Carbon Water Filtration

Carbon absorption is the most widely sold method for home water treatment because of its ability to improve water by removing disagreeable tastes and odors, including chlorine. Because of these
attributes, carbon filters are very well-suited for homes that use
municipally treated water. Only a few carbon filter systems have been certified for the removal of lead, asbestos, volatile organic chemicals (VOCs), cysts, and

There are two types of carbon filter systems, each with advantages and disadvantages: Granular activated carbon and solid block carbon.

Granular Activated Carbon

  • Activated carbon effectively removes many chemicals and gases, and in
    cases it can be effective against microorganisms. However, generally it will
    not affect total dissolved solids, hardness, or heavy metals.
  • Any granular activated carbon filter has three inherent problems.

    1. It can provide a base for the growth of bacteria. When the carbon
    is fresh, virtually all organic impurities (not organic chemicals) and even
    some bacteria are removed. Accumulated impurities, though, can become food
    for bacteria, enabling them to multiply within the filter.
    2. Chemical recontamination of granular activated carbon filters can
    occur in a similar way. If the filter is used beyond the point at which it
    becomes saturated with the impurities it has absorbed, the trapped
    can release from the surface and re-contaminate the water, with even higher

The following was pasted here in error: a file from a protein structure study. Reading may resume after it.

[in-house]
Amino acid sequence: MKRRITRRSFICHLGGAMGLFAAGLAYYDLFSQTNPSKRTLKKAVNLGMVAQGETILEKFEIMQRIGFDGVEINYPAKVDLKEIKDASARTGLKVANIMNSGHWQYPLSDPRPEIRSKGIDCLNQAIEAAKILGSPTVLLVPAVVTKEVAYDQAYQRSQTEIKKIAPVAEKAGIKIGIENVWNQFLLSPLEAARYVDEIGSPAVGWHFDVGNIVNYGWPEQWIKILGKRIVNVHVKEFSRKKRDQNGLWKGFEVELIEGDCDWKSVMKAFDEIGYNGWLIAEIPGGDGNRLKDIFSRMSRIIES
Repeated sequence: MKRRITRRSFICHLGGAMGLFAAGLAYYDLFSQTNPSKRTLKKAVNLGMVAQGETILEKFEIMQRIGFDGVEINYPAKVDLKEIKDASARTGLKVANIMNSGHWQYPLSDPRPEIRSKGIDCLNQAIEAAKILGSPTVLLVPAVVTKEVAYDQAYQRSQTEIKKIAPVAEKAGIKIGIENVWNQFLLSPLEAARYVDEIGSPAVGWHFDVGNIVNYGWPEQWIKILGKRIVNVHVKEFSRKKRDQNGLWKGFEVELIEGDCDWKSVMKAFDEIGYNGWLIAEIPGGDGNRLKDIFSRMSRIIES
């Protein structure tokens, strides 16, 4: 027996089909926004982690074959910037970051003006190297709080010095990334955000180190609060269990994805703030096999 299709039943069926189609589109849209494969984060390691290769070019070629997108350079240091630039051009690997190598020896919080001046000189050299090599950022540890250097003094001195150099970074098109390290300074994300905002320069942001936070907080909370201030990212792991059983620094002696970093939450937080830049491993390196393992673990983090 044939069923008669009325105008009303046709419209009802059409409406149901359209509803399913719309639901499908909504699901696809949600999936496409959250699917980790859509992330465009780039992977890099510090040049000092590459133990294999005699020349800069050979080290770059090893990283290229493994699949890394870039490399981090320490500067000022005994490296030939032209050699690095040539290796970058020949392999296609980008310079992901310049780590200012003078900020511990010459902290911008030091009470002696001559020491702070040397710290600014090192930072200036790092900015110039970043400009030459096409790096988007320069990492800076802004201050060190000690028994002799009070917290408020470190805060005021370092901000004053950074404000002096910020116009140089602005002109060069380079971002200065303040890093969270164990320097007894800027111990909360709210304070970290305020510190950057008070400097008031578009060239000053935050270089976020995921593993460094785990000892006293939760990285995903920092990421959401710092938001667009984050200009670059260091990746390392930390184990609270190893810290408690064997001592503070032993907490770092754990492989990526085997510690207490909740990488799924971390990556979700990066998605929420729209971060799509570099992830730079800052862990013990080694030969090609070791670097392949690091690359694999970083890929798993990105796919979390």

concentrations of impurities than in the untreated water. This saturation
    point is impossible to predict.
    3. Granular carbon filters are susceptible to channeling. Because the
    carbon grains are held (relatively) loosely in a bed, open paths can result
    from the buildup of impurities in the filter and rapid water movement under
    pressure through the unit. In this situation, contact time between the
    and the water is reduced, and filtration is less effective.

Solid Block Carbon
These are created by compressing very fine pulverized activated carbon with
binding medium and fusing them into a solid block. The intricate maze
developed within the block ensures complete contact with organic impurities
and, therefore, effective removal. Solid block carbon filters avoid the
problems just discussed with granular carbon filters.

Block filters can be fabricated to have such a fine porous structure that
they filter out coliform and associated disease bacteria, pathogenic cysts
such as giardia, and lighter-weight VOCs. Block filters eliminate the
of channeling. Also, they are so dense that they do not allow the growth of
bacteria within the filter.

Excerpted from the Real Goods Solar Living Source Book, edited by Doug Pratt and executive editor John Schaeffer.Copyright (c) 1999, Real Goods. Reprinted by permsision of Chelsea Green Publishing Company and Real Goods.
Excerpted from Real Goods Solar Living Source Book,edited by Doug Pratt and executive editor John Schaeffer.


Alex A
Alex A4 months ago

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.5 months ago

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.5 months ago

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Aleksandra K.
Past Member 4 years ago

useful information, thanks!

Ronald N.
Ronald Nichols4 years ago

Carbon filters are great for sulfer well water, totally can't taste it once it's run through, though they don't last very long and need frequent changing. I wish they were recycleable.

Pogle S.
Pogle S4 years ago

Thanks for the information.

Duane B.
.4 years ago

Thank you for sharing.

Danuta Watola
Danuta W4 years ago

Thank you so much for this article

Howard C.
.4 years ago

An interesting article, thank you for posting.

Carol P.
Carol P5 years ago

Unfortunately, ingesting activated charcoal, which will happen if you use this sort of filter, will eventually cause pretty severe abdominal pain. I don't doubt that the rise in IBS in recent years could be connected to the rise in use of water filters.